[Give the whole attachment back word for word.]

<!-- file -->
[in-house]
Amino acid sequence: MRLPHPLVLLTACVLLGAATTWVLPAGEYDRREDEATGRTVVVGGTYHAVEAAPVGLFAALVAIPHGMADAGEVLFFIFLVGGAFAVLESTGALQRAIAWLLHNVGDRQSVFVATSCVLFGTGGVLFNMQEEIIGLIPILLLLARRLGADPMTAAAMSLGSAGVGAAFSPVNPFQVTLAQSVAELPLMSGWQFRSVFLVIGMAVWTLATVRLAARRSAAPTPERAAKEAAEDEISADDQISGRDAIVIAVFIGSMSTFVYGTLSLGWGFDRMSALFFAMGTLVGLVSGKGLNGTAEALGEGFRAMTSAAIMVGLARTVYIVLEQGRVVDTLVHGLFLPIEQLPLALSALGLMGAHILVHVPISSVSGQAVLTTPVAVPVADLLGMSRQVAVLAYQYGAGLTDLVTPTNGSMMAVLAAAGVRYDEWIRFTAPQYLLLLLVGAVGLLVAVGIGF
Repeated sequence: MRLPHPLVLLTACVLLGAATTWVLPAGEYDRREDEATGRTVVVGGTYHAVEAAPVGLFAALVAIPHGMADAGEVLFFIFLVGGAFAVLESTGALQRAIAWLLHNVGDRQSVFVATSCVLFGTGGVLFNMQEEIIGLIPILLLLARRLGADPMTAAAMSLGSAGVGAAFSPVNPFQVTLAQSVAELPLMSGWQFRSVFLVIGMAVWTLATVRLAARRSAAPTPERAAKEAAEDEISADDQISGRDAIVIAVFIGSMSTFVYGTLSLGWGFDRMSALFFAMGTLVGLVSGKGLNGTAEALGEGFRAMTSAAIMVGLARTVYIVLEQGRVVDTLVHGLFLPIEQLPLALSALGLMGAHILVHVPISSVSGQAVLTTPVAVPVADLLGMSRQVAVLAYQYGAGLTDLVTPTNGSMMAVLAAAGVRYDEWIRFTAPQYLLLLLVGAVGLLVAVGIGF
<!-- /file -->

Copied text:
[in-house]
Amino acid sequence: MRLPHPLVLLTACVLLGAATTWVLPAGEYDRREDEATGRTVVVGGTYHAVEAAPVGLFAALVAIPHGMADAGEVLFFIFLVGGAFAVLESTGALQRAIAWLLHNVGDRQSVFVATSCVLFGTGGVLFNMQEEIIGLIPILLLLARRLGADPMTAAAMSLGSAGVGAAFSPVNPFQVTLAQSVAELPLMSGWQFRSVFLVIGMAVWTLATVRLAARRSAAPTPERAAKEAAEDEISADDQISGRDAIVIAVFIGSMSTFVYGTLSLGWGFDRMSALFFAMGTLVGLVSGKGLNGTAEALGEGFRAMTSAAIMVGLARTVYIVLEQGRVVDTLVHGLFLPIEQLPLALSALGLMGAHILVHVPISSVSGQAVLTTPVAVPVADLLGMSRQVAVLAYQYGAGLTDLVTPTNGSMMAVLAAAGVRYDEWIRFTAPQYLLLLLVGAVGLLVAVGIGF
Repeated sequence: MRLPHPLVLLTACVLLGAATTWVLPAGEYDRREDEATGRTVVVGGTYHAVEAAPVGLFAALVAIPHGMADAGEVLFFIFLVGGAFAVLESTGALQRAIAWLLHNVGDRQSVFVATSCVLFGTGGVLFNMQEEIIGLIPILLLLARRLGADPMTAAAMSLGSAGVGAAFSPVNPFQVTLAQSVAELPLMSGWQFRSVFLVIGMAVWTLATVRLAARRSAAPTPERAAKEAAEDEISADDQISGRDAIVIAVFIGSMSTFVYGTLSLGWGFDRMSALFFAMGTLVGLVSGKGLNGTAEALGEGFRAMTSAAIMVGLARTVYIVLEQGRVVDTLVHGLFLPIEQLPLALSALGLMGAHILVHVPISSVSGQAVLTTPVAVPVADLLGMSRQVAVLAYQYGAGLTDLVTPTNGSMMAVLAAAGVRYDEWIRFTAPQYLLLLLVGAVGLLVAVGIGF